Warm up today includes viewing the video below in order to get students thinking about the role of memory in our lives.
All of my student are always familiar and love Dorie (Hey, finding Dorie will be out next year), so after I show the clip they are excited to talk about how she can't remember anything due to "short term memory loss". However, I steer the conversation toward our memory and how it works.
After our warm up discussion, I begin the Powerpoint. The powerpoint leads the class step by step through an explanation of schema theory as explained in Nanci Atwell's book In the Middle and is an eye opening lesson for students. The reasons for using the text coding (Thank you Harvey Daniels) strategy coupled with the explanation of Schema Theory in the powerpoint help my students see the link between what we are doing and the why of it. I find that my students grow when they understand this concept.
*The powerpoint must be downloaded to be viewed correctly and fully.
To practice making connections and understanding how those connections help us comprehend text, students will listen to a reading of the story, Thank You, Mr. Falker. I have the book, but will provide students a paper copy so they can write on it.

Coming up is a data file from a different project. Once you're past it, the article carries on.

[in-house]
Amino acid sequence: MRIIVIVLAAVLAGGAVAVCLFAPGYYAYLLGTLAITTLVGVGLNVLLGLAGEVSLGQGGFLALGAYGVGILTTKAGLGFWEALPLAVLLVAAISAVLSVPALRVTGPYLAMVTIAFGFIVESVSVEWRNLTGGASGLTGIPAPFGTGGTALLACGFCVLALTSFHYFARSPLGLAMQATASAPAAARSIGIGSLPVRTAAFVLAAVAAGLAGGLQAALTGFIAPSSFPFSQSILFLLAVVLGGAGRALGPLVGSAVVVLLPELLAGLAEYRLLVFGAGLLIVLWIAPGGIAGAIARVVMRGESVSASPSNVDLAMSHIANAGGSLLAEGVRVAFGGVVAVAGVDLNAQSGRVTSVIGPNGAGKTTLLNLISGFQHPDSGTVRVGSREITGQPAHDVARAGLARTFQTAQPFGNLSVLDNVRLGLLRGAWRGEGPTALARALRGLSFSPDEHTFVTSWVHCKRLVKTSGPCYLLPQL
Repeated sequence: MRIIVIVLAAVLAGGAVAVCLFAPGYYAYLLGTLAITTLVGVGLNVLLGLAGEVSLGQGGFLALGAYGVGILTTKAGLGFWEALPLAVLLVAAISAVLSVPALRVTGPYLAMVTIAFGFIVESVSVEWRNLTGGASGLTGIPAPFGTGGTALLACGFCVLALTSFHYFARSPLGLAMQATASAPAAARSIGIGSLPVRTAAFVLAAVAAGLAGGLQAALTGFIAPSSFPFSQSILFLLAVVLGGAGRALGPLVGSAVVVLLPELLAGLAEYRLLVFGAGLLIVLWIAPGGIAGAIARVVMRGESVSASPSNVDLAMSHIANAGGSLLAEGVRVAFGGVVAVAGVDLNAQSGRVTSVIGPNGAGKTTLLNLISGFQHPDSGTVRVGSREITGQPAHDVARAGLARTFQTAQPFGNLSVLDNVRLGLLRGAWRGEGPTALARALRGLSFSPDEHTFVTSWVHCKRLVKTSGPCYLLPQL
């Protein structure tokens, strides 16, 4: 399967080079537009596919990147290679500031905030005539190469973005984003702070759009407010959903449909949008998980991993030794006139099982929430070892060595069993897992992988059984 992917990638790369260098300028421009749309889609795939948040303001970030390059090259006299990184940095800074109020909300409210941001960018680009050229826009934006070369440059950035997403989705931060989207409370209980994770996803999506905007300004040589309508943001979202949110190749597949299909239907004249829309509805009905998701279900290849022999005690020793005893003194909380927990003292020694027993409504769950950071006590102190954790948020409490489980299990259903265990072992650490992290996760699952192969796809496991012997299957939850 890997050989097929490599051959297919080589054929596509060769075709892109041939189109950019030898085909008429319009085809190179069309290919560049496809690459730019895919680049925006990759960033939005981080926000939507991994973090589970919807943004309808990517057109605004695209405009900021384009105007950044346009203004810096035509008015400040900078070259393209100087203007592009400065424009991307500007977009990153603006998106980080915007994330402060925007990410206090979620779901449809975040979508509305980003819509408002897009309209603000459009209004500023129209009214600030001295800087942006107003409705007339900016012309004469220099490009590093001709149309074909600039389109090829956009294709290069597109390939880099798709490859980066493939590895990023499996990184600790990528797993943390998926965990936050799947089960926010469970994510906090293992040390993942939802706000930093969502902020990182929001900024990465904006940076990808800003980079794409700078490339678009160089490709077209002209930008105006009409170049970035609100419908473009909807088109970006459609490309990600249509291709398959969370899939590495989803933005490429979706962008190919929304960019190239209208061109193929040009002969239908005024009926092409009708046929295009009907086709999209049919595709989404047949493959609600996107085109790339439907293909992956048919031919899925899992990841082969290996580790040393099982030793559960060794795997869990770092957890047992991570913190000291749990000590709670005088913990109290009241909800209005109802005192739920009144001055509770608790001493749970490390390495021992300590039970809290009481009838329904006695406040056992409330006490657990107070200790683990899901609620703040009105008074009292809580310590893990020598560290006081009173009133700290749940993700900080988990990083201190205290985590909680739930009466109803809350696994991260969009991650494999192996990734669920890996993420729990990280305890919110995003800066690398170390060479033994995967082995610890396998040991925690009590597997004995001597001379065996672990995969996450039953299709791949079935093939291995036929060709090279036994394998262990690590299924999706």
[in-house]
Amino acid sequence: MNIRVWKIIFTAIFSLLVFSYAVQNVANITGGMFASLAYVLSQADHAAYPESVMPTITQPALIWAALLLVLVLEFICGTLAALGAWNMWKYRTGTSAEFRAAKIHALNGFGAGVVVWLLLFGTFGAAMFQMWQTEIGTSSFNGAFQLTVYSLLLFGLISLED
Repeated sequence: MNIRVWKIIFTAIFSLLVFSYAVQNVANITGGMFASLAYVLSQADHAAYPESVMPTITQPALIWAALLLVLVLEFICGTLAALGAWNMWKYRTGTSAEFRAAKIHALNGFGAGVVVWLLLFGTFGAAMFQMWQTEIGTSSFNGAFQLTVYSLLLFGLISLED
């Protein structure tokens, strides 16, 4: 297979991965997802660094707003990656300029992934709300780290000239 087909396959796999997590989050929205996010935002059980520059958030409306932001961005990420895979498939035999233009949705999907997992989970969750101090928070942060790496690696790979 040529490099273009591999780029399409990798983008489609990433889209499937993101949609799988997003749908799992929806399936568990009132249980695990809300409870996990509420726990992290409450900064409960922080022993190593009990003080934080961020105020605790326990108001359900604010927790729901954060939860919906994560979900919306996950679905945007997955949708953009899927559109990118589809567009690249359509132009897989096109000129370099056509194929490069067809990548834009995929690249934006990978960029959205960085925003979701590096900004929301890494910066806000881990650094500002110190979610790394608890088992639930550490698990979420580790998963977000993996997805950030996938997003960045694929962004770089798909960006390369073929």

Both during and after the reading they will note the connections they make to the story by drawing a paperclip (as shown on the text codes slide) in the area, underlining the explicit text and adding notes in the margin to explain how their connection helps them understand the text.
I will read the beginning and demonstrate my own personal connections on the SMART board with a specific bit of text to get them started. As students listen and work, I will circulate around the room commenting on connections and assisting those who do not seem to be recording any connections.
To wrap up the lesson, I bring students back together and play the attached clip of Dorie when she makes the connection and remembers. Students immediately get it. They realize that the word "Sydney" activated her knowledge and that she had repeated "P. Sherman Wallabe Way Sydney" so many times it had actually gone to her long term memory.